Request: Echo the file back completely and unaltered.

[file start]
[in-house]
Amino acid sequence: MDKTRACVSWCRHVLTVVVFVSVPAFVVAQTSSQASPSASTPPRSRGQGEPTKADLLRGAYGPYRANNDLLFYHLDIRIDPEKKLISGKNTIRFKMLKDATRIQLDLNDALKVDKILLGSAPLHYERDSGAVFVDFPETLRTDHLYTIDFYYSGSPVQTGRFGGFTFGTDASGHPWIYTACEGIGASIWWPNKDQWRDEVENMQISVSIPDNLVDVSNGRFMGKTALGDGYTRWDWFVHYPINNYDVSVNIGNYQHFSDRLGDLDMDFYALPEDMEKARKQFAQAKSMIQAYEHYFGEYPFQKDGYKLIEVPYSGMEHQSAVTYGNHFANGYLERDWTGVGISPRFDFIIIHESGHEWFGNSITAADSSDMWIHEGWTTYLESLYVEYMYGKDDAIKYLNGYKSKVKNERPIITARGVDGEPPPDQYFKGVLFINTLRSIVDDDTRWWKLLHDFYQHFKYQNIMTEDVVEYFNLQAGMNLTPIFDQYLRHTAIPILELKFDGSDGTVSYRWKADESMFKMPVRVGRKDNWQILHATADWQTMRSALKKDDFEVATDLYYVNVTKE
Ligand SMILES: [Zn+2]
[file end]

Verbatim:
[in-house]
Amino acid sequence: MDKTRACVSWCRHVLTVVVFVSVPAFVVAQTSSQASPSASTPPRSRGQGEPTKADLLRGAYGPYRANNDLLFYHLDIRIDPEKKLISGKNTIRFKMLKDATRIQLDLNDALKVDKILLGSAPLHYERDSGAVFVDFPETLRTDHLYTIDFYYSGSPVQTGRFGGFTFGTDASGHPWIYTACEGIGASIWWPNKDQWRDEVENMQISVSIPDNLVDVSNGRFMGKTALGDGYTRWDWFVHYPINNYDVSVNIGNYQHFSDRLGDLDMDFYALPEDMEKARKQFAQAKSMIQAYEHYFGEYPFQKDGYKLIEVPYSGMEHQSAVTYGNHFANGYLERDWTGVGISPRFDFIIIHESGHEWFGNSITAADSSDMWIHEGWTTYLESLYVEYMYGKDDAIKYLNGYKSKVKNERPIITARGVDGEPPPDQYFKGVLFINTLRSIVDDDTRWWKLLHDFYQHFKYQNIMTEDVVEYFNLQAGMNLTPIFDQYLRHTAIPILELKFDGSDGTVSYRWKADESMFKMPVRVGRKDNWQILHATADWQTMRSALKKDDFEVATDLYYVNVTKE
Ligand SMILES: [Zn+2]